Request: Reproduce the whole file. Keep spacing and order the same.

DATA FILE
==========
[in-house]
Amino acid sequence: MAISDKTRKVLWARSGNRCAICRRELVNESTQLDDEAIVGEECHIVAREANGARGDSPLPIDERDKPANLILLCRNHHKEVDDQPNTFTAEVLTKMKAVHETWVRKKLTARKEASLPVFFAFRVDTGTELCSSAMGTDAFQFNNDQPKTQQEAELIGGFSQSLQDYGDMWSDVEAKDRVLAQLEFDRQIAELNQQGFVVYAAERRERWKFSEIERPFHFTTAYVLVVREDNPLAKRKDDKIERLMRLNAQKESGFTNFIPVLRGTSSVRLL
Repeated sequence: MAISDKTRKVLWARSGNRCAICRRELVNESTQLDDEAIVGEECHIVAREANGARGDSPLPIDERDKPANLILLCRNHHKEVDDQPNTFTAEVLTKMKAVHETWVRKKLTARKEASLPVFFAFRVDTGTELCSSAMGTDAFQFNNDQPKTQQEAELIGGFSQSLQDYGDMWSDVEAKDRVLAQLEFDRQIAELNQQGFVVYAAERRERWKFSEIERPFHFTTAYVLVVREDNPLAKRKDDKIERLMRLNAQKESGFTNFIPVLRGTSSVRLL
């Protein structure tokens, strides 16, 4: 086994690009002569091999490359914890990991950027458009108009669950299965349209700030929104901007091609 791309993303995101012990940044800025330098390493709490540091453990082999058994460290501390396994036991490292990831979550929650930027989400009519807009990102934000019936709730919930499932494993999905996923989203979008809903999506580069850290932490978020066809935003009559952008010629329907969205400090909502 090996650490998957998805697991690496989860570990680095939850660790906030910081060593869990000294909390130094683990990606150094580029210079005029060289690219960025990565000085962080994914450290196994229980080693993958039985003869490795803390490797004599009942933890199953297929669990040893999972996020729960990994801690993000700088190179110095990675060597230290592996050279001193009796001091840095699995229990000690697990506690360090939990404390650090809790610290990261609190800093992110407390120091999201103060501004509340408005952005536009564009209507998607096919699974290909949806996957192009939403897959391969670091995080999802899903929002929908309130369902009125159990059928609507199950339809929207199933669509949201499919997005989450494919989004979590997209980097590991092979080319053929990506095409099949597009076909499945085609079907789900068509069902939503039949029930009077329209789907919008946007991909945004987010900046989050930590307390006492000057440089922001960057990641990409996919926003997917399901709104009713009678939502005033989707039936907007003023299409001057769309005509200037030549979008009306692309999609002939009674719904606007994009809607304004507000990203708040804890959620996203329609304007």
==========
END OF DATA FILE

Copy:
[in-house]
Amino acid sequence: MAISDKTRKVLWARSGNRCAICRRELVNESTQLDDEAIVGEECHIVAREANGARGDSPLPIDERDKPANLILLCRNHHKEVDDQPNTFTAEVLTKMKAVHETWVRKKLTARKEASLPVFFAFRVDTGTELCSSAMGTDAFQFNNDQPKTQQEAELIGGFSQSLQDYGDMWSDVEAKDRVLAQLEFDRQIAELNQQGFVVYAAERRERWKFSEIERPFHFTTAYVLVVREDNPLAKRKDDKIERLMRLNAQKESGFTNFIPVLRGTSSVRLL
Repeated sequence: MAISDKTRKVLWARSGNRCAICRRELVNESTQLDDEAIVGEECHIVAREANGARGDSPLPIDERDKPANLILLCRNHHKEVDDQPNTFTAEVLTKMKAVHETWVRKKLTARKEASLPVFFAFRVDTGTELCSSAMGTDAFQFNNDQPKTQQEAELIGGFSQSLQDYGDMWSDVEAKDRVLAQLEFDRQIAELNQQGFVVYAAERRERWKFSEIERPFHFTTAYVLVVREDNPLAKRKDDKIERLMRLNAQKESGFTNFIPVLRGTSSVRLL
């Protein structure tokens, strides 16, 4: 086994690009002569091999490359914890990991950027458009108009669950299965349209700030929104901007091609 791309993303995101012990940044800025330098390493709490540091453990082999058994460290501390396994036991490292990831979550929650930027989400009519807009990102934000019936709730919930499932494993999905996923989203979008809903999506580069850290932490978020066809935003009559952008010629329907969205400090909502 090996650490998957998805697991690496989860570990680095939850660790906030910081060593869990000294909390130094683990990606150094580029210079005029060289690219960025990565000085962080994914450290196994229980080693993958039985003869490795803390490797004599009942933890199953297929669990040893999972996020729960990994801690993000700088190179110095990675060597230290592996050279001193009796001091840095699995229990000690697990506690360090939990404390650090809790610290990261609190800093992110407390120091999201103060501004509340408005952005536009564009209507998607096919699974290909949806996957192009939403897959391969670091995080999802899903929002929908309130369902009125159990059928609507199950339809929207199933669509949201499919997005989450494919989004979590997209980097590991092979080319053929990506095409099949597009076909499945085609079907789900068509069902939503039949029930009077329209789907919008946007991909945004987010900046989050930590307390006492000057440089922001960057990641990409996919926003997917399901709104009713009678939502005033989707039936907007003023299409001057769309005509200037030549979008009306692309999609002939009674719904606007994009809607304004507000990203708040804890959620996203329609304007």